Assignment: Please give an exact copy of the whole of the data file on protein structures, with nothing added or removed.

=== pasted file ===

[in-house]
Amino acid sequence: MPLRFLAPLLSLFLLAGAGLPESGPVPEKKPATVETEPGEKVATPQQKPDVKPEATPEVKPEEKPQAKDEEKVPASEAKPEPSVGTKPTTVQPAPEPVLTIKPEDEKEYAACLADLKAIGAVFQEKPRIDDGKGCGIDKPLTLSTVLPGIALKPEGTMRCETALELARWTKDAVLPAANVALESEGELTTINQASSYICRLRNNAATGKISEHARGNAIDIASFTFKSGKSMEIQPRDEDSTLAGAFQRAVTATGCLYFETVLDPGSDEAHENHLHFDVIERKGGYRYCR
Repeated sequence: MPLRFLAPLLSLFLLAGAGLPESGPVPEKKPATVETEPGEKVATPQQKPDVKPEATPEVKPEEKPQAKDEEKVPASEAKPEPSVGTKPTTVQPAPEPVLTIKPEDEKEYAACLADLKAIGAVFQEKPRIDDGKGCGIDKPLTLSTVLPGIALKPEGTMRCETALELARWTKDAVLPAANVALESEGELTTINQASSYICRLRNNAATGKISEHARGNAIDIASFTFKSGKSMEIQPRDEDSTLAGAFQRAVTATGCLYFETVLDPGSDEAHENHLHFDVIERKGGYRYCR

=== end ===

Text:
[in-house]
Amino acid sequence: MPLRFLAPLLSLFLLAGAGLPESGPVPEKKPATVETEPGEKVATPQQKPDVKPEATPEVKPEEKPQAKDEEKVPASEAKPEPSVGTKPTTVQPAPEPVLTIKPEDEKEYAACLADLKAIGAVFQEKPRIDDGKGCGIDKPLTLSTVLPGIALKPEGTMRCETALELARWTKDAVLPAANVALESEGELTTINQASSYICRLRNNAATGKISEHARGNAIDIASFTFKSGKSMEIQPRDEDSTLAGAFQRAVTATGCLYFETVLDPGSDEAHENHLHFDVIERKGGYRYCR
Repeated sequence: MPLRFLAPLLSLFLLAGAGLPESGPVPEKKPATVETEPGEKVATPQQKPDVKPEATPEVKPEEKPQAKDEEKVPASEAKPEPSVGTKPTTVQPAPEPVLTIKPEDEKEYAACLADLKAIGAVFQEKPRIDDGKGCGIDKPLTLSTVLPGIALKPEGTMRCETALELARWTKDAVLPAANVALESEGELTTINQASSYICRLRNNAATGKISEHARGNAIDIASFTFKSGKSMEIQPRDEDSTLAGAFQRAVTATGCLYFETVLDPGSDEAHENHLHFDVIERKGGYRYCR